Do not tap or click on this title link if you hate 1700 word posts.
Some of you couldn't resist, eh? Don't blame me, I warned you.
Anyway, Congrats, Google!
No, seriously, congrats. You're making a once strong Apple fanboy (I've been unfairly called rabid many times in my fanboy career) seriously consider making the switch to an all Android ecosystem.
That said, I found myself hard press to even wonder what Apple has going for it in our soon to arrive brave new world.
So I wrote a bunch of words. Tl;Dr (or whatever phrase is...obviously I never paid much attention to it)
iPhones vs Android phones:
Honestly, there's not too many major differences as is right now. iPhones have TouchID (the only usable fingerprint scanner on a smartphone), Androids have Google Now (growing more useful, if still a bit dumb, by the day). And those differences will become less as iOS 8 will allow GNow to play a larger role on the iPhone, not to mention a larger iPhone, and as Android OEMs perfect fingerprint scanning. When it comes to hardware design, well HTC is already pretty good at it.
Apple TV vs Chromecast:
When I first saw the Chromecast, I realized the brilliance of the form factor. I said on here before (probably under my former 1 Infinite Loop account) that there's no technical reason for the ATV and other boxes to be boxes. But the feature set left a lot to be desired. Now though, it virtually matches the ATV on everything, except it also adopts an overlay UI, instead of just commandeering your TV ala ATV. Simply put, Chromecast is a better solution than the ATV as of now because of it's size and portability and features. And much cheaper too.
Macbooks vs Chromebooks:
Macbooks are the best laptops when it comes to hardware. No question about it. But they also start at $899, and include a desktop OS that many people seemingly don't need. Chromebooks on the other hand are cheaper, fully focused on the internet, and will now run a few useful mobile apps. Honestly, the only reason I need a laptop (which once led me to the Transformer looking for a solution) is a keyboard. A lot of people would probably agree, and it's the reason Microsoft created a Frankenstein of a product. A keyboard is necessary for most real work. As a writer, I simply need one. As a writer, I also only need GDocs (even if I do love Scrivener). And with Chromebooks dominating Amazon's top ten, it seems a lot of people agree that they don't really need legacy desktop apps. Just a browser and a keyboard.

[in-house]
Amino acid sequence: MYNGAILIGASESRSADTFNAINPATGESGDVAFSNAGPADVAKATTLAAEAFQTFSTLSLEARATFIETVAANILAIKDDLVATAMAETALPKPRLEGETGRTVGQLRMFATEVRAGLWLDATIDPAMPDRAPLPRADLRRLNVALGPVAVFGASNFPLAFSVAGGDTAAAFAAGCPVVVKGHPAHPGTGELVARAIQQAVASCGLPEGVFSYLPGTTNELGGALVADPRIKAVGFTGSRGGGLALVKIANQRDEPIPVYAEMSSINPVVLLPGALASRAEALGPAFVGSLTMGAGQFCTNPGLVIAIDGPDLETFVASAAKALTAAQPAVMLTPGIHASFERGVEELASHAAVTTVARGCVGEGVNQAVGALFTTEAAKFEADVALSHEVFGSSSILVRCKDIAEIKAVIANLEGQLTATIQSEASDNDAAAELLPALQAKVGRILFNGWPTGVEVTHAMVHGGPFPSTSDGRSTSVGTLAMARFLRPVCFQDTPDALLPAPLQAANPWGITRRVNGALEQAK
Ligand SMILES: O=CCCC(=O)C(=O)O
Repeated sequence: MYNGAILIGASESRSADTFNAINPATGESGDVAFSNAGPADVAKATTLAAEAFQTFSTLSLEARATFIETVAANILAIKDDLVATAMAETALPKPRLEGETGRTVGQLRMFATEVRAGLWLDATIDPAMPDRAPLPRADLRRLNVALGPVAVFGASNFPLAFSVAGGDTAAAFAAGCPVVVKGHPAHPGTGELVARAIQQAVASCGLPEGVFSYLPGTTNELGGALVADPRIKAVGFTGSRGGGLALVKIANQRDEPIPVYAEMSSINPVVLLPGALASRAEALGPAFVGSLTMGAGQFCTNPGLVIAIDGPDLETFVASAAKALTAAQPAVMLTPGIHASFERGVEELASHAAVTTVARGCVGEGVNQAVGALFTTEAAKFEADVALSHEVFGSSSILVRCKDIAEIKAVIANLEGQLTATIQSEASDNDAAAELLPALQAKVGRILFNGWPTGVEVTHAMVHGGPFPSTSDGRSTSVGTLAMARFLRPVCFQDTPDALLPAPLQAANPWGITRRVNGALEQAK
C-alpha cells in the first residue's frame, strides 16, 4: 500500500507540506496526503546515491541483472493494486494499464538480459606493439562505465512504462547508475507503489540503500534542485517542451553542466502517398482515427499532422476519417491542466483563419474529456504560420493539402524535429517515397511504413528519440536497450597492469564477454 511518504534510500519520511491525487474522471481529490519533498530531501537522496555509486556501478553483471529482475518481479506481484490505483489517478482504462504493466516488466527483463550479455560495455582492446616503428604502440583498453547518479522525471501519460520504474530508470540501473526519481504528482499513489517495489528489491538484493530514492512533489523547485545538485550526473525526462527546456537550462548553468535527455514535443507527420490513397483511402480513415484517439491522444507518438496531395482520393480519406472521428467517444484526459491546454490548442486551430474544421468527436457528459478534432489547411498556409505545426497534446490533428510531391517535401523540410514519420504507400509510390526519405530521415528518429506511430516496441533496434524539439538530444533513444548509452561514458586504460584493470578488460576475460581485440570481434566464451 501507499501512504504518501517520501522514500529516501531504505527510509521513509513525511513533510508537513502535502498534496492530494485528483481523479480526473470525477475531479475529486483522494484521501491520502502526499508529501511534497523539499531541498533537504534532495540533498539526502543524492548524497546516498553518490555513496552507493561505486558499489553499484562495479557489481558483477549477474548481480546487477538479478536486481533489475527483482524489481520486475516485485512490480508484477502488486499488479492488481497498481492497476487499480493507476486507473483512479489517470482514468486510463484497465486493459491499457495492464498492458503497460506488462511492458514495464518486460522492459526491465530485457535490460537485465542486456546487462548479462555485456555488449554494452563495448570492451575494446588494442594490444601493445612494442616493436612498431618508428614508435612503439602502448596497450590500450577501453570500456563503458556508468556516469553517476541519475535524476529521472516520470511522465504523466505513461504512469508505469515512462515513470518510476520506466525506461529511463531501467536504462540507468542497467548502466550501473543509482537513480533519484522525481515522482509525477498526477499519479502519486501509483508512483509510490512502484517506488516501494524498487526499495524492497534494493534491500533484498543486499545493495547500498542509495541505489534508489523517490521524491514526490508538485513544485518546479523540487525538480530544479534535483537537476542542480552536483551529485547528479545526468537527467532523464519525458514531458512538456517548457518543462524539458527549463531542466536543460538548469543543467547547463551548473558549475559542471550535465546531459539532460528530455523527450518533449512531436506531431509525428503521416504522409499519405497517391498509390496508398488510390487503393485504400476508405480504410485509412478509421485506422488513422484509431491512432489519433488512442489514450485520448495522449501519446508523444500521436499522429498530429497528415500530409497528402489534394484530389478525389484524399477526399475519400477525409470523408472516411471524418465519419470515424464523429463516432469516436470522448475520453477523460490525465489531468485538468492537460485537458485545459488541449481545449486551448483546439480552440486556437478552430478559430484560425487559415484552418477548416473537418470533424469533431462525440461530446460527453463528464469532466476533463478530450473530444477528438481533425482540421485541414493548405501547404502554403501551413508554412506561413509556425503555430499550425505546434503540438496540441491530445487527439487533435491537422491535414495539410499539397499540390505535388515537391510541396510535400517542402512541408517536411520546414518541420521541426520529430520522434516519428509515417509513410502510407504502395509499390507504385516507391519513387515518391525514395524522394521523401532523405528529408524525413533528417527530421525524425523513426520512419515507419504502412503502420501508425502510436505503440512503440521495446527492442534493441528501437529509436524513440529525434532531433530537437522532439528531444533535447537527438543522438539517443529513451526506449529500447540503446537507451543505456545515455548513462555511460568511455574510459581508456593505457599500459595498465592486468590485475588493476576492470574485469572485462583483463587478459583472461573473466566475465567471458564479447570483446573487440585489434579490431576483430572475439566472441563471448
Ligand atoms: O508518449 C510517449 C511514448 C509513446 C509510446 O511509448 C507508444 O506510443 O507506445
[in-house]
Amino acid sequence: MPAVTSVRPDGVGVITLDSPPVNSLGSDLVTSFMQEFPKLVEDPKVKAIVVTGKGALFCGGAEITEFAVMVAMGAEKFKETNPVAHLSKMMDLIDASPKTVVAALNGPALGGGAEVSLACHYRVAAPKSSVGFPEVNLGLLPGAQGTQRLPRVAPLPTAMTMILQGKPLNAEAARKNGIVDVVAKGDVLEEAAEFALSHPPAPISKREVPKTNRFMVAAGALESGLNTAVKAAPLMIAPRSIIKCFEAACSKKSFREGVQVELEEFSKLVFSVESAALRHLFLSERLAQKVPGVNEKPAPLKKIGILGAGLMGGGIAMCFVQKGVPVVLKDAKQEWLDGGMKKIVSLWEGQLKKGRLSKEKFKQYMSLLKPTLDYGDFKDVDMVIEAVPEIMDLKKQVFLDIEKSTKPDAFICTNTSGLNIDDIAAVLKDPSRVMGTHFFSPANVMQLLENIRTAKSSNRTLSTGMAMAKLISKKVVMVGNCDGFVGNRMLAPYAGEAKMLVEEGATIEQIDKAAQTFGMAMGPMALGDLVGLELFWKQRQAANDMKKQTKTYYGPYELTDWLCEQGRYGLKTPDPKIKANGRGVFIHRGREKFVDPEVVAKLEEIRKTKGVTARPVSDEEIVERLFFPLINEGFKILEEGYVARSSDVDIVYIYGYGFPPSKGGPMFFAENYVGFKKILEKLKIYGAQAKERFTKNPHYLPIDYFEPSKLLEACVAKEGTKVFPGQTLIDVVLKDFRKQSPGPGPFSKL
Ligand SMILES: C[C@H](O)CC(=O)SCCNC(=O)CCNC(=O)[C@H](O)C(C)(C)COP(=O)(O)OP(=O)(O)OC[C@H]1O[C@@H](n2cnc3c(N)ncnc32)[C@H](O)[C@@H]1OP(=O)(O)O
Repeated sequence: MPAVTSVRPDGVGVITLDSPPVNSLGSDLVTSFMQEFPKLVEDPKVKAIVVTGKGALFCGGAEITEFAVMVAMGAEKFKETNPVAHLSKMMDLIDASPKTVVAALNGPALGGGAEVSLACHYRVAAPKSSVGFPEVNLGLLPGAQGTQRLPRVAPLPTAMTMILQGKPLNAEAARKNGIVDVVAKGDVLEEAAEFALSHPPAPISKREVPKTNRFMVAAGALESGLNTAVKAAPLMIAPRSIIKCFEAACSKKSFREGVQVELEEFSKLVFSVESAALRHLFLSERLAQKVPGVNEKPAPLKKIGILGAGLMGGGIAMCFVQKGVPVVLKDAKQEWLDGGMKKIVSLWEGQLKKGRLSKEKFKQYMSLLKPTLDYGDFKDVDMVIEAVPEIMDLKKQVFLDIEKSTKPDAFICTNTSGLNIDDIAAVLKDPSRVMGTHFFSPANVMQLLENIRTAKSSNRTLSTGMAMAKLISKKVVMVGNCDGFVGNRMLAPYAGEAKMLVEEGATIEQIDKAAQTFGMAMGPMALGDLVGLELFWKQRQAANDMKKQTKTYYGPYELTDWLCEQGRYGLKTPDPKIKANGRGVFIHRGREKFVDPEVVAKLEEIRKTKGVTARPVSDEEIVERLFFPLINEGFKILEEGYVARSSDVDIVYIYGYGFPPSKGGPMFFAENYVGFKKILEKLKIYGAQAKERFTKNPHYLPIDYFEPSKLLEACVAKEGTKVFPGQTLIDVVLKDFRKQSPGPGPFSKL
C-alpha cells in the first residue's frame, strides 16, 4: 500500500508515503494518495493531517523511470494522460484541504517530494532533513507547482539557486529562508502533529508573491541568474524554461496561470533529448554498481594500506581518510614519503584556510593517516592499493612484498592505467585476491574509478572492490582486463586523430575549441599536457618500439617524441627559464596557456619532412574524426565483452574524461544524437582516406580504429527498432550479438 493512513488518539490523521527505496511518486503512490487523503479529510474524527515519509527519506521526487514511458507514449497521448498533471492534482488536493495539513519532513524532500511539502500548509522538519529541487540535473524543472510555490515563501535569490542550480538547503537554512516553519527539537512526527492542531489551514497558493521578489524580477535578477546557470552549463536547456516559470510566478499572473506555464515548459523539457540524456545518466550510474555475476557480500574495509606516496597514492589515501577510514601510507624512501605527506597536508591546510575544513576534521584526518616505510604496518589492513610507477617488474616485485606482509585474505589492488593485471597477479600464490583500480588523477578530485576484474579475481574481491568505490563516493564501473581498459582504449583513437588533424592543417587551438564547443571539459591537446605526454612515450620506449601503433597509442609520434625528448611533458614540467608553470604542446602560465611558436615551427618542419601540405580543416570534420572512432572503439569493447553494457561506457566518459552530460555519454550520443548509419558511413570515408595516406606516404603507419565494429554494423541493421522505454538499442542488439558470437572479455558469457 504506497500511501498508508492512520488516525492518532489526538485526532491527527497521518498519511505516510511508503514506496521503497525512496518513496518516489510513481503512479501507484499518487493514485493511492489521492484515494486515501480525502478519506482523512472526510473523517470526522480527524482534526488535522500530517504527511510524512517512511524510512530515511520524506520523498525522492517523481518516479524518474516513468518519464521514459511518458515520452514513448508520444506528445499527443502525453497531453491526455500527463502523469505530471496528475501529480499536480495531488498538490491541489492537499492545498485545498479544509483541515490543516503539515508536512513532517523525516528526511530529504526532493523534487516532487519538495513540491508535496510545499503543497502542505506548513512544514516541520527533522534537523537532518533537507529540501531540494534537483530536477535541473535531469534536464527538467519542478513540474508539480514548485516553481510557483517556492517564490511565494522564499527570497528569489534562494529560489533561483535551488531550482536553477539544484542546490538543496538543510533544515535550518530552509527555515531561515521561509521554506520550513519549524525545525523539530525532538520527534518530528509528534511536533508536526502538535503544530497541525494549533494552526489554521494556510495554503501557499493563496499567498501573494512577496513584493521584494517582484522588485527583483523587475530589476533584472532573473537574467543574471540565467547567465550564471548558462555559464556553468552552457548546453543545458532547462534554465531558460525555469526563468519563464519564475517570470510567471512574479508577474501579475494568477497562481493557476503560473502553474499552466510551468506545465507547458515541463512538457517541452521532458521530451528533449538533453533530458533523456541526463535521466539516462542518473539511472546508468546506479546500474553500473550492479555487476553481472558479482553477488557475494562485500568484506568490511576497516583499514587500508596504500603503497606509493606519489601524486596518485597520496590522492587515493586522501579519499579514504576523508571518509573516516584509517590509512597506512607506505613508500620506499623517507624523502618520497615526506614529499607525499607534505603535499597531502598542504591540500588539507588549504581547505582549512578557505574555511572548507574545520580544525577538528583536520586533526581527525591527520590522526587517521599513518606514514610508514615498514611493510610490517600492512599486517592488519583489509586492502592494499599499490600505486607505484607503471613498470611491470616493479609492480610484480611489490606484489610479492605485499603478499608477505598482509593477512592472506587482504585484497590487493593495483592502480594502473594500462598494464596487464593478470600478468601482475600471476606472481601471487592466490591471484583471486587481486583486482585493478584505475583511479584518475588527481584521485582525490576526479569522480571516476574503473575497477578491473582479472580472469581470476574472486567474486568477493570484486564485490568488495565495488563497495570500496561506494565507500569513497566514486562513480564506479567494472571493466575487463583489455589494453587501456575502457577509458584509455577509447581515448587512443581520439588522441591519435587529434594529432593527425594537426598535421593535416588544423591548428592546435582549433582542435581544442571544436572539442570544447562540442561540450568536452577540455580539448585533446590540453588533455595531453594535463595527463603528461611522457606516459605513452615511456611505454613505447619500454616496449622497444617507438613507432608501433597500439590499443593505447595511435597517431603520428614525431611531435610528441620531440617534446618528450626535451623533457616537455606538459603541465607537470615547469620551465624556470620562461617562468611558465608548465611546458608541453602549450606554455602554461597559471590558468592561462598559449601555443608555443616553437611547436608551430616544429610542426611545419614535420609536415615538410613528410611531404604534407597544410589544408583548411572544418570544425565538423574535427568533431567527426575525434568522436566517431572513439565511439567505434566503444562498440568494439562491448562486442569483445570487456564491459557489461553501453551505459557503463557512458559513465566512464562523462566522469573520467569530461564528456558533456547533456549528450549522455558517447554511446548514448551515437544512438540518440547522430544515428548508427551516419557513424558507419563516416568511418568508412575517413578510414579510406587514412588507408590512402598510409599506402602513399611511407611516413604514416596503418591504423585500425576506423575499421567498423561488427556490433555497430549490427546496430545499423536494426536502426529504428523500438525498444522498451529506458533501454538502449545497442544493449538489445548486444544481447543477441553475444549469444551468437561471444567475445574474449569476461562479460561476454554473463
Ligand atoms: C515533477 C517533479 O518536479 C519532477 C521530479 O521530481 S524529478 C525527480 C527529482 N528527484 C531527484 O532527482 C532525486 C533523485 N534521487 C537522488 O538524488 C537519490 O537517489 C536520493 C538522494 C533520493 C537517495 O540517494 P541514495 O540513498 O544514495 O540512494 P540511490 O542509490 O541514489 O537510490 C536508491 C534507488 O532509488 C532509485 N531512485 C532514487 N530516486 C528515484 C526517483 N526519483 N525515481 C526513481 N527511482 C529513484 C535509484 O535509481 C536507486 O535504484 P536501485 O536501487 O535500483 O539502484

But seriously, I think this will be a major decider for a lot of people. Do I need a fully capable laptop, or do I only need a non-crappy keyboard in a non-ridicolous (Surface-like, a pointless hardware form when Asus already showed a better way) form with full online capabilities and a few choice mobile apps. I think I'm going to choose the latter, you may choose the former.
I can't help but think of how Surface fans argue for a legacy desktop OS being attached by threads to an oversized tablet because they hate tableta and how soon Apple fans will be arguing for a desktop OS being attached to a mobile laptop in earnest. I think they will be separated and a desktop OS will return to only being attached to desktops for that specific work and power needed that a desktop provides (why do Photoshop or Audio work on the go?). I.E. laptops with desktop OSs only being used by a few people who really need them, the rest using light, fast, cheap laptops that work like the promised thin clients of the past connected to a fast and large cloud with long battery life and a web browser as the main interface.
I think some people dismissed my 'Apple should release a Safari book and WinRT should be Microsoft's answer to the Chromebook threat' back in the day too..
Do most people need the power of a desktop OS when compared to an iPad? The true answer was always no. Do most people need the power of a desktop OS when compared to a Chromebook? The answer is probably no.
Continuity vs Android Unified Something... ;)
Both seem to work, both do slightly different things. With Continuity, you can answer calls on your Macbook. With Chromebook, you can use Bluetooth to unlock it when your wearable is near. Both have features which will be copied by the other, I would think.
Not much of an important decision to me at least, but definitely nice to have on the Android side if you already like Chromebooks or Macbooks.
iPads vs Android tablets:
iPads traditionally have much nicer hardware than the Android tablets within their size range. And more importantly, they have the best apps too. But the simple fact is, I use both iPads and Android tablets for the same things. Media consumption. Because they suck for most traditional productivity tasks. So while Aldiko may not be nowhere near as nice as Marvin, Android does allow, um, more openness wink wink... I'm talking torrenting. And while the iPad has so many nice, beautiful apps, many made for productivity and usually designed much better for the larger screen size, at the end of the day most Android apps do look just fine on an 8 inch Android tablet, there's not much reason to using productivity apps on a tablet (read above for Chromebooks and Macbooks) when there are better options for that, and the actual useful iPad apps that take the world by storm will find their way to Android soon enough.